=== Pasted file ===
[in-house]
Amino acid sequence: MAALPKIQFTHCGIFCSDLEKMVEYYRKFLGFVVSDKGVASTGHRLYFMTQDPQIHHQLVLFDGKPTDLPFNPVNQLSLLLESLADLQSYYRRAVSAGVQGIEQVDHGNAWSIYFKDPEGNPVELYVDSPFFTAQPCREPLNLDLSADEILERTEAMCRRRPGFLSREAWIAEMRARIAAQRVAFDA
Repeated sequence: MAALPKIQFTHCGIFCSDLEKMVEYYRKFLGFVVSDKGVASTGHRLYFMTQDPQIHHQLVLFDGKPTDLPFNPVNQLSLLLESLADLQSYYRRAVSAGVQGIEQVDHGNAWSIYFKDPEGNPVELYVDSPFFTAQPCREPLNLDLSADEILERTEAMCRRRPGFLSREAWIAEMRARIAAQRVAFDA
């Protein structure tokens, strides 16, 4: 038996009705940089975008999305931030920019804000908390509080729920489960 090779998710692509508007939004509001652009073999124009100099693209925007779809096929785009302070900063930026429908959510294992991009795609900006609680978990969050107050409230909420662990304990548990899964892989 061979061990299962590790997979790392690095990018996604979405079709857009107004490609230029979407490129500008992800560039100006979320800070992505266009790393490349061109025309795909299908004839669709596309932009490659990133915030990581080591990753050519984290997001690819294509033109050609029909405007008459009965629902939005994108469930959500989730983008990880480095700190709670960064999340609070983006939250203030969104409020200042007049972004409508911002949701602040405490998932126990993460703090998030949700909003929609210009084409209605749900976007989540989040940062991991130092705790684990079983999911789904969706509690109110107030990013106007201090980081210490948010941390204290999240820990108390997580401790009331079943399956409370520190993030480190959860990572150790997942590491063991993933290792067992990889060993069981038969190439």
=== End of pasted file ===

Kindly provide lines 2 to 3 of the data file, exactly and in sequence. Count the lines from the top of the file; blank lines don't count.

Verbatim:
Amino acid sequence: MAALPKIQFTHCGIFCSDLEKMVEYYRKFLGFVVSDKGVASTGHRLYFMTQDPQIHHQLVLFDGKPTDLPFNPVNQLSLLLESLADLQSYYRRAVSAGVQGIEQVDHGNAWSIYFKDPEGNPVELYVDSPFFTAQPCREPLNLDLSADEILERTEAMCRRRPGFLSREAWIAEMRARIAAQRVAFDA
Repeated sequence: MAALPKIQFTHCGIFCSDLEKMVEYYRKFLGFVVSDKGVASTGHRLYFMTQDPQIHHQLVLFDGKPTDLPFNPVNQLSLLLESLADLQSYYRRAVSAGVQGIEQVDHGNAWSIYFKDPEGNPVELYVDSPFFTAQPCREPLNLDLSADEILERTEAMCRRRPGFLSREAWIAEMRARIAAQRVAFDA